In our desperate quest to develop an alternative to dwindling fossil fuels, it has been suggested that cars could run on everything from solar-generated electricity to food waste. Most of these technologies are still far too costly for the average consumer, and usually don’t deliver the power we’ve come to expect from combustion engines.

So when Tata Motors, India’s largest automobile manufacturer, announced in 2008 that it had plans to produce a car that would run on nothing but compressed air, it was met with tempered enthusiasm. This skepticism seemed justified when Tata Motors’ Vice President of Engineering S. Ravishankar admitted that the project was facing difficulties just a year later.

At that time, Ravishankar declined to say whether the company was officially calling off the project, but commented that excessively low engine temperature caused by the compressed air was causing major problems. It seemed that dreams of pulling up to the pump and filling your car’s tank up with a few cents of compressed air had vanished in the wind.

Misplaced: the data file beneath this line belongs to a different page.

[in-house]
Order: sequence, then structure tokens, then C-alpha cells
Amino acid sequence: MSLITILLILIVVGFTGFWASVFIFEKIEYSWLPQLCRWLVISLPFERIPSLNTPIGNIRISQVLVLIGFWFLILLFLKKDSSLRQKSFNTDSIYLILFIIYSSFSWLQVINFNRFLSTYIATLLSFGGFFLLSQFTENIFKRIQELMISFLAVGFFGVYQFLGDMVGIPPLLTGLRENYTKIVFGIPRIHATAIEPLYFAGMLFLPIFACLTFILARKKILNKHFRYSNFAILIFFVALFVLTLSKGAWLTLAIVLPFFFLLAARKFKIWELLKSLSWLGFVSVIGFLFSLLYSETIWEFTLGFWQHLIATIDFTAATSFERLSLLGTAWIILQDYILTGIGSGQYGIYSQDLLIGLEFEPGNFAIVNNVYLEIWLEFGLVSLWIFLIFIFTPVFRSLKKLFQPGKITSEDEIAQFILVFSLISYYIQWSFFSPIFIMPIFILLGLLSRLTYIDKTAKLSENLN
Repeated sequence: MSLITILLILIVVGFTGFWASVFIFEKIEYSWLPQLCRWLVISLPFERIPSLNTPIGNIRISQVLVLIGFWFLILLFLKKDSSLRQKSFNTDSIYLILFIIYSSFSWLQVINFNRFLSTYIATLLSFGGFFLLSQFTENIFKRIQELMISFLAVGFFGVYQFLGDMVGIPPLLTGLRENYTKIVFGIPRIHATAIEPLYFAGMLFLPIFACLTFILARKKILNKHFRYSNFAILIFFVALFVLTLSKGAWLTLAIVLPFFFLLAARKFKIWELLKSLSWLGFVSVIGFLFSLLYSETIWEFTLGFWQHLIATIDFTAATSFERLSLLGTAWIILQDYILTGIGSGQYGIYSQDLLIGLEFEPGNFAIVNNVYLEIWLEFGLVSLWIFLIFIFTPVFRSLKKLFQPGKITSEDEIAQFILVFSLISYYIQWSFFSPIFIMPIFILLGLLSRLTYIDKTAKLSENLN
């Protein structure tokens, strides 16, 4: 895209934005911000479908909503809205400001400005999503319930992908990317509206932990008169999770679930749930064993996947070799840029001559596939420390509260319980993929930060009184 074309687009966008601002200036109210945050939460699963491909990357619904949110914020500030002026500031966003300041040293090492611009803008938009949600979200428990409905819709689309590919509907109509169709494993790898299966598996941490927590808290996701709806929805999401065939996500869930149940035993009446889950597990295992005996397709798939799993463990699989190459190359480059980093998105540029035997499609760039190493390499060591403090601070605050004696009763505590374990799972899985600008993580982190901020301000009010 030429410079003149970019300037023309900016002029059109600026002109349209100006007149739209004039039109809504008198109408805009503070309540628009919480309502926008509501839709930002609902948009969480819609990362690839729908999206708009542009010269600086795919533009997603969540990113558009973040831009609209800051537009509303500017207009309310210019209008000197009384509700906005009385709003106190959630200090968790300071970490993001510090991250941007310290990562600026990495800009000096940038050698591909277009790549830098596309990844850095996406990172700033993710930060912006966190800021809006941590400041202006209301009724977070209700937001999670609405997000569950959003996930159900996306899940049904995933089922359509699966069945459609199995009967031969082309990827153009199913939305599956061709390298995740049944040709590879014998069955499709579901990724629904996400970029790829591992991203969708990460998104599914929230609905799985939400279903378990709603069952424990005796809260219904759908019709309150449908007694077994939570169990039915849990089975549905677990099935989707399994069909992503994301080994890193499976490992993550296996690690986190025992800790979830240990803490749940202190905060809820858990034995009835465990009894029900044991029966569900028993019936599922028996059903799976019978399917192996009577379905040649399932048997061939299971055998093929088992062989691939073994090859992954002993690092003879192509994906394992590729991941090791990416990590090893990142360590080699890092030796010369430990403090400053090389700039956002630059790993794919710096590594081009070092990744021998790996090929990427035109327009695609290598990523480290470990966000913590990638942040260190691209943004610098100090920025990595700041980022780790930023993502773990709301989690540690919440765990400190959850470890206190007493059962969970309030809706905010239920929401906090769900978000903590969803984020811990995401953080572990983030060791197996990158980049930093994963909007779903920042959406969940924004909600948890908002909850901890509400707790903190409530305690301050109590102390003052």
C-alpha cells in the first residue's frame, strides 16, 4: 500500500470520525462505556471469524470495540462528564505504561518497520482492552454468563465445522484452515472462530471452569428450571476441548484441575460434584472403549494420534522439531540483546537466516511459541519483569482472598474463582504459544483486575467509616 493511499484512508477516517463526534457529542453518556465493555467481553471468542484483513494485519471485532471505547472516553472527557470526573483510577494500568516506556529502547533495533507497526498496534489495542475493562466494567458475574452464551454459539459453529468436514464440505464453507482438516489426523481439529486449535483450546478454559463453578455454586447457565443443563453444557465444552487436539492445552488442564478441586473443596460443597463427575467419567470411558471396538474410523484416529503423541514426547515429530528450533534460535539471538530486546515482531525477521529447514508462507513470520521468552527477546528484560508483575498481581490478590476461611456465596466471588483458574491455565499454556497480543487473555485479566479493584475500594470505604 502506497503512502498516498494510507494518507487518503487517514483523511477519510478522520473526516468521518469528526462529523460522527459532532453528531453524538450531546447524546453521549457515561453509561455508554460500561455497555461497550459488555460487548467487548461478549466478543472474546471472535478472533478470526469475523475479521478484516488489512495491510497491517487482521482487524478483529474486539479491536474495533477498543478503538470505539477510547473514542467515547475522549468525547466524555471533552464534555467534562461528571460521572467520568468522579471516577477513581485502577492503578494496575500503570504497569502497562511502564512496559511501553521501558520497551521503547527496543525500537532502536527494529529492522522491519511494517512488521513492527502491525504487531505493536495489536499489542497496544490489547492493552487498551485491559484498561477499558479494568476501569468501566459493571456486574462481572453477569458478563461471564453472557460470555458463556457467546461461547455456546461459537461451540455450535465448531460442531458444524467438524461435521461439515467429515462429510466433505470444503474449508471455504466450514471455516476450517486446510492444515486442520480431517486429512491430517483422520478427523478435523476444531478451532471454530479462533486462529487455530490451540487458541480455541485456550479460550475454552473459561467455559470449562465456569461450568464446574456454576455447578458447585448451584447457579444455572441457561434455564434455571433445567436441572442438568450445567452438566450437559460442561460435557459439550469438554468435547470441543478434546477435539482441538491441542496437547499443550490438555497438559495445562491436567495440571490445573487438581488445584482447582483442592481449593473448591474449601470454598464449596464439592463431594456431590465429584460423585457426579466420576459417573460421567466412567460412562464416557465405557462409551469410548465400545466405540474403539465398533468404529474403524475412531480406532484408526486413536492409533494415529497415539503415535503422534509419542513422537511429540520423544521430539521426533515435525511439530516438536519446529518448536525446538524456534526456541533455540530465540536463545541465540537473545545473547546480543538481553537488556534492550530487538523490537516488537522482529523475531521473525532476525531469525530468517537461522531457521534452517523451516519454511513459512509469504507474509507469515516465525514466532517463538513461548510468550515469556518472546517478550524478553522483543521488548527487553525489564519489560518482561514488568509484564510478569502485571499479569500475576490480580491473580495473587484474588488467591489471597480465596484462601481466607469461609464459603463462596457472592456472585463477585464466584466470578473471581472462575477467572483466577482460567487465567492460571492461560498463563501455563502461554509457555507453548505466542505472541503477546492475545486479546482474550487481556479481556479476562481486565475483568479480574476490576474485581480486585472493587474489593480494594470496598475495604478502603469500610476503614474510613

MDI-minicat

But Tata Motors remained committed to its original plan, and just last week the company announced that it’s beginning phase two of development to bring this technology to market. Working with Motor Development International (MDI), which is pioneering the technology, Tata has successfully implemented compressed air engines into two of its vehicle models. MDI has previously unveiled several compressed air concepts of its own, including the four-seater AirPod (top) and the center-driven MiniCat (above).

As DiscoveryNews explains, a compressed air car engine works in a way similar to the internal combustion version: Fuel forces pistons to turn a crankshaft and power the car. The difference is that in a compressed air engine, the pistons are moved by air and not gasoline.

There’s no denying that these cars would be inexpensive, both to buy and fuel. Also, the fact that nothing but clean air would go in or come out means drastically reduced carbon emissions, an especially attractive idea for nations with rapidly growing populations like India. But the air-powered car is still far from commercial reality. Tata Motors says now that it’s tested the engines successfully, the next step is to set up the manufacturing plants where they can actually be built.

Photo Credits: MDI